I have heard Mike Volkov provide a similar list of issues when he discusses the factors you should consider when making a decision to self-disclose. It is certainly not one to be taken lightly. However, Jaeger’s article provides some key elements to consider when evaluating whether to self-disclose a potential FCPA investigation.

Of the costs reported so far only Avon is north of the New York Yankees annual payroll of $197MM but News Corp is closing in quickly. Wal-Mart has not released its costs for its investigation, as yet, but it may well exceed both Avon and News Corp. In MLB, there is luxury tax put on the aggregate payroll of a team to the extent that it exceeds a predetermined guideline level set by the league. For 2011 the MLB cap is $178MM so only one team currently pays this luxury tax (the Yankees with a payroll of $197MM). Now how about the investigative fees paid by companies for failing to have an effective FCPA compliance program?

This publication contains general information only and is based on the experiences and research of the author. The author is not, by means of this publication, rendering business, legal advice, or other professional advice or services. This publication is not a substitute for such legal advice or services, nor should it be used as a basis for any decision or action that may affect your business. Before making any decision or taking any action that may affect your business, you should consult a qualified legal advisor. The author, his affiliates, and related entities shall not be responsible for any loss sustained by any person or entity that relies on this publication. The Author gives his permission to link, post, distribute, or reference this article for any lawful purpose, provided attribution is made to the author. The author can be reached at tfox@tfoxlaw.com.

© Thomas R. Fox, 2012

1 comments
Stephen Clayton
Stephen Clayton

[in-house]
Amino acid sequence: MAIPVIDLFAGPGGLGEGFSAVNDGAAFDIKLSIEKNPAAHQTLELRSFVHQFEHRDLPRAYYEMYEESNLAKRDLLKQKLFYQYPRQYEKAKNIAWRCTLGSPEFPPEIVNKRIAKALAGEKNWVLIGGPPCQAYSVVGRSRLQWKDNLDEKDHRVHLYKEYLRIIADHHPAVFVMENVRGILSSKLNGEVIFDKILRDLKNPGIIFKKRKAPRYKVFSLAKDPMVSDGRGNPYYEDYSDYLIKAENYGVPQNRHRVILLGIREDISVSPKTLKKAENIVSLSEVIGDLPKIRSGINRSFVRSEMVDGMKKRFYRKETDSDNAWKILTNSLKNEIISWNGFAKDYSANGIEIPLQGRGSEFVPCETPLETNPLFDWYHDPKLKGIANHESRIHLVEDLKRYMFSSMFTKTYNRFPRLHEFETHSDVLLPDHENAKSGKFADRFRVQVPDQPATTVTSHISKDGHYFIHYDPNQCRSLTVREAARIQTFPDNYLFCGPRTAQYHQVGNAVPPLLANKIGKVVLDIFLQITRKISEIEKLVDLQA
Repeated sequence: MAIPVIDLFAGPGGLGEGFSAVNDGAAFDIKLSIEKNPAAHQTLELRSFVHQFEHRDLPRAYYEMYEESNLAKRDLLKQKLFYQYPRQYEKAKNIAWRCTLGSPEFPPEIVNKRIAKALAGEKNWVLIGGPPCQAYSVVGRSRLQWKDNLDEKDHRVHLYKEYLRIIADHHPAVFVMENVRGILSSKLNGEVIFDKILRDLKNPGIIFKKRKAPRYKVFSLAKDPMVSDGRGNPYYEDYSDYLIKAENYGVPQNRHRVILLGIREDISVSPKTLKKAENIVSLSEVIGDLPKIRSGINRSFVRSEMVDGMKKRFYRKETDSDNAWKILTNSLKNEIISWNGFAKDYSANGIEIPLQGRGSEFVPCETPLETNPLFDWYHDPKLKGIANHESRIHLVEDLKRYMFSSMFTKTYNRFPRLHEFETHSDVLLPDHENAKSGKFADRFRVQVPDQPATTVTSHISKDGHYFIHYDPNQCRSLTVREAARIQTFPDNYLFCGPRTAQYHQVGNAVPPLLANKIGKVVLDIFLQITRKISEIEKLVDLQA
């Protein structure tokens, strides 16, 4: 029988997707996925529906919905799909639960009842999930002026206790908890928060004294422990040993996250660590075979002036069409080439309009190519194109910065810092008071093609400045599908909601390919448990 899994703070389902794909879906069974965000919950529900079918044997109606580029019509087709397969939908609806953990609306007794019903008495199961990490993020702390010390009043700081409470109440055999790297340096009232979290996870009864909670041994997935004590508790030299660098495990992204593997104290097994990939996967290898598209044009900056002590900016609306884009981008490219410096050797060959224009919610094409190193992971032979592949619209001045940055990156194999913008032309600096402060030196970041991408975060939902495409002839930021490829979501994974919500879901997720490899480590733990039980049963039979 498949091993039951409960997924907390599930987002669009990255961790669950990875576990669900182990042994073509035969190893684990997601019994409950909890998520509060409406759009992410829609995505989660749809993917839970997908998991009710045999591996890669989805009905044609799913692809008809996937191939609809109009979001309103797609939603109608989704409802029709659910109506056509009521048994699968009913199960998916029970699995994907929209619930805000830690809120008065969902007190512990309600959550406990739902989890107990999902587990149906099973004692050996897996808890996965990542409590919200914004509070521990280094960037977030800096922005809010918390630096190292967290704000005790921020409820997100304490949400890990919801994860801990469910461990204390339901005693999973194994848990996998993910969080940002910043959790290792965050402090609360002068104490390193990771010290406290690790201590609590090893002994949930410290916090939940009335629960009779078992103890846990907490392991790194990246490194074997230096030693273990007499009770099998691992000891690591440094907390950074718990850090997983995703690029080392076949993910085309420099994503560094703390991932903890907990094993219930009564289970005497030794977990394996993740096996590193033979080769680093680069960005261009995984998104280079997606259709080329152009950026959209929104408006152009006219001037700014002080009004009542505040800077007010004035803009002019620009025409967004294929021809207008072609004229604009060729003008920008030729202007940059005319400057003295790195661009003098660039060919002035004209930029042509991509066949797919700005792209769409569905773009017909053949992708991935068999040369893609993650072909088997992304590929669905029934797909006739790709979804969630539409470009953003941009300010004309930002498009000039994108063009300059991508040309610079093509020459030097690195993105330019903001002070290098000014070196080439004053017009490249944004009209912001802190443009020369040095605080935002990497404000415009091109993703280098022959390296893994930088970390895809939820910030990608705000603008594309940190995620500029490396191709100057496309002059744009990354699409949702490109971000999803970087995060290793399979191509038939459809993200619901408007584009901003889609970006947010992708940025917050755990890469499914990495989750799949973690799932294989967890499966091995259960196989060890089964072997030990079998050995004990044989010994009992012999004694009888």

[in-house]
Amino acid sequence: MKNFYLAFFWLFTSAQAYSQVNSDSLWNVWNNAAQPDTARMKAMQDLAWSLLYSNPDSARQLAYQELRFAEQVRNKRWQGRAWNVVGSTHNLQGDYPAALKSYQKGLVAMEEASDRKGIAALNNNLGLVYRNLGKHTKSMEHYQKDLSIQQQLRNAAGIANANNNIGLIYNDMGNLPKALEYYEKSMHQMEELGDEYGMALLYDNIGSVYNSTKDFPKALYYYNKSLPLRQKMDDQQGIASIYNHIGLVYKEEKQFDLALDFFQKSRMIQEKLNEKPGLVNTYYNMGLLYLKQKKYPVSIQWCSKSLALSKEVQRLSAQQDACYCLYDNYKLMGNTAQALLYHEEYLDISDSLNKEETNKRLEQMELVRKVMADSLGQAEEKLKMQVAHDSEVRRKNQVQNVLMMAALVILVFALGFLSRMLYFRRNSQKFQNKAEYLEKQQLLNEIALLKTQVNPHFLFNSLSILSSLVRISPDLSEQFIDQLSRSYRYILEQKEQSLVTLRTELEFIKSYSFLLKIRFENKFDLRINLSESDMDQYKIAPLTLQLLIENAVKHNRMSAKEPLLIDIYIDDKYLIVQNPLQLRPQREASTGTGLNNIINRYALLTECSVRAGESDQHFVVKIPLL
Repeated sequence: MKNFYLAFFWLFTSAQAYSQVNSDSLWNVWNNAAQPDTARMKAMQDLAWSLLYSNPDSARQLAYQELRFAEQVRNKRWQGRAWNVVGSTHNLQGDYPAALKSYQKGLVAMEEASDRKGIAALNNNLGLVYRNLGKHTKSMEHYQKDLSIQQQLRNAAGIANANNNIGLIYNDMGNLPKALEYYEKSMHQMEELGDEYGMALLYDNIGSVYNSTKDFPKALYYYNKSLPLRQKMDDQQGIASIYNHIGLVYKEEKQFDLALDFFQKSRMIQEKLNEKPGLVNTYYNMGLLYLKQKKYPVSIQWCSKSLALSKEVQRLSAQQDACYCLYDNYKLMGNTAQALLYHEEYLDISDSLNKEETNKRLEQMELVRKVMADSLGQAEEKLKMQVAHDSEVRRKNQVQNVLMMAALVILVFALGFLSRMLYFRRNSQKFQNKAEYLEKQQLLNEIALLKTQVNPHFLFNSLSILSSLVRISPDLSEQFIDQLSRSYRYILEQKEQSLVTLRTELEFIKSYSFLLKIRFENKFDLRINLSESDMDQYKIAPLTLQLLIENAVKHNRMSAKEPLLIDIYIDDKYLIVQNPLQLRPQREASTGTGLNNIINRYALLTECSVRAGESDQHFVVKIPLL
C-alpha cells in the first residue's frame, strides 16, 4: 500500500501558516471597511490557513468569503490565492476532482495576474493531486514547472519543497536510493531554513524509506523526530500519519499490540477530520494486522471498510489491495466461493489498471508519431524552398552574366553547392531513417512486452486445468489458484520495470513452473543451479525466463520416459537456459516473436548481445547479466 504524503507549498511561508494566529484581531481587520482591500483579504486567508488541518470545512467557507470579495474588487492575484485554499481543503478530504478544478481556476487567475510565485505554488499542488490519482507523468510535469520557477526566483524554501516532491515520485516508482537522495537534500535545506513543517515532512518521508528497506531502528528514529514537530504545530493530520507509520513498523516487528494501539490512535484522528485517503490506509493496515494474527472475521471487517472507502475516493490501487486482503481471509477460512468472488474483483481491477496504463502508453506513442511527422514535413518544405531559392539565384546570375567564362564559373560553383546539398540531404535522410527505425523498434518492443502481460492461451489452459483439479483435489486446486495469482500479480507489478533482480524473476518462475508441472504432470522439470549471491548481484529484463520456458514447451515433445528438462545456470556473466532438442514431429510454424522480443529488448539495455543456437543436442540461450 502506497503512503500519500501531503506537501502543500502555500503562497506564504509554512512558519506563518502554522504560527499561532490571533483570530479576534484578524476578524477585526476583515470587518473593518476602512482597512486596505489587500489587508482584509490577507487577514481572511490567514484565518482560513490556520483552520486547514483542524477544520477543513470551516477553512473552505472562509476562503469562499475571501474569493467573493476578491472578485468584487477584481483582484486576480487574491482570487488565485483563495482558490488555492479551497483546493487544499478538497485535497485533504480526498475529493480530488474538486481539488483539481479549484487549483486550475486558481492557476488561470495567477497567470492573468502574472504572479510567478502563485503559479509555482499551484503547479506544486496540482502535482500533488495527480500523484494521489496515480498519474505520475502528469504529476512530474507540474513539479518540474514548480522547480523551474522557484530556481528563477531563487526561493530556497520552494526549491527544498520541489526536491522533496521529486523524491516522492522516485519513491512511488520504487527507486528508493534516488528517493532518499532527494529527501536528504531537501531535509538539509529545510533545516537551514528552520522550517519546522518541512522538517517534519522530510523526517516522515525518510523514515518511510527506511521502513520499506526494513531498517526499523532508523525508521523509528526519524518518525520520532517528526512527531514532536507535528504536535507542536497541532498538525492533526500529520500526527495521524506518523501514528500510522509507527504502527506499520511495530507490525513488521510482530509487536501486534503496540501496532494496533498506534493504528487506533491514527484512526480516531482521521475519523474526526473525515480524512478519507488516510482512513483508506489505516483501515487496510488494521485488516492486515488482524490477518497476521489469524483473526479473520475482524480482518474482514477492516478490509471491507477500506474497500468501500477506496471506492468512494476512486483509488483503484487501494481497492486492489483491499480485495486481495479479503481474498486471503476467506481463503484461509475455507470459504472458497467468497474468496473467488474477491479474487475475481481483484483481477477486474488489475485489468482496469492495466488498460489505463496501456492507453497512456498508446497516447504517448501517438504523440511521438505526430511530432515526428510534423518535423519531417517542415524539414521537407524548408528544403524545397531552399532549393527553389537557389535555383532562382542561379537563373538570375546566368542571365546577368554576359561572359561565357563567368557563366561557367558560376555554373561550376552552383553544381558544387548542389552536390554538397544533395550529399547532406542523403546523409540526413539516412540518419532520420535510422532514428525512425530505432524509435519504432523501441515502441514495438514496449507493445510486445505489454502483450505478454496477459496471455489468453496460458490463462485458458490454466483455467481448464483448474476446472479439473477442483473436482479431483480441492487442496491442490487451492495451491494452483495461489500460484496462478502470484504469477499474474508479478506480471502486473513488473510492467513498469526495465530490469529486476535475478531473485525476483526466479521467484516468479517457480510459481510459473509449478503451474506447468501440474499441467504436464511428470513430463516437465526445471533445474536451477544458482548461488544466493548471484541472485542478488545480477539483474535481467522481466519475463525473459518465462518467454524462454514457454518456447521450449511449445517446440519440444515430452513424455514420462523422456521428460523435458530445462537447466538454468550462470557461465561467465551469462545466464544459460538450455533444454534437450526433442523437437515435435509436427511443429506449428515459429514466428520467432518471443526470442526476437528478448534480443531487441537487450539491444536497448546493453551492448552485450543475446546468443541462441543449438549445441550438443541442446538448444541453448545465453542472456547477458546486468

Tom, It has astonished me to see reports on how much companies pay for FCPA investigations. It seems the companies that companies which find it necessary to spend tens of millions must have have uncovered systemic, pervasive, long standing, large scale corrupt activities and false records throughout their organizations. If not, why would prudent management expend so much of the company's hard earned profits on a long, disruptive investigation? Had they completely failed to put in place an FCPA compliance program? Did they lack any understanding of their company's business practices outside the US? Are there some fundamental issues here that rarely get raised? Is a large part of the cost due to the fact that these large scale investigations are done by lawyers from a few large lawfirms who are mainly former prosecutors, and the investigators do not understand the business they are investigating? Is another cause of out of control investigation cost the fact that large scale FCPA investigations are often controlled by the company's board of directors? Boards usually will not have a single member who has any understanding or relevant experience with the reality of how the company does business outside the US, so they are forced to turn everything over to outside counsel who are equally ignorant of the business. FCPA Investigations are extremely disruptive to the business units being investigated. You have to question management that allows an investigation to drag on and cost the company tens of millions. Certainly if there is corroborated evidence of an FCPA violation the company will need to engage one of the few law firms with real FCPA experience and credibility with the DOJ. It would be imprudent for the company not act as if the allegations will come to the attention of DOJ at some point. The investigation must be thorough enough to meet DOJ expectations. The law firm involved needs to write the investigation plan, control the investigation and come to its professional conclusions, but the responsible persons or committee in the company needs to constantly press outside counsel on "how much is enough?" Often the company will have "enough" to start remedial actions in at least part of the organization very quickly. When I was handling FCPA investigations at Sun, we insisted that outside counsel use our internal resources as part of their investigation team. We did have experienced international lawyers and forensic accountants on staff who were capable to carry out document investigations and conduct interviews according to the investigation plan under the supervision of outside counsel, and many companies do not have those resources. My estimate is that requiring that experienced internal resources be involved cut the cost of outside counsel and outside auditors in every FCPA investigation by at least 50%. The internal resources knew how the company was structured and did business, understood the nomenclature and could quickly navigate the corporate system. When outside counsel were conducting the investigation on the ground overseas, there were always internal resources with them, working the same 12 hour days. We did have some law firms tell us they would not use our internal resources because it would "compromise their objectivity" - so we did not hire those firms. Stephen Clayton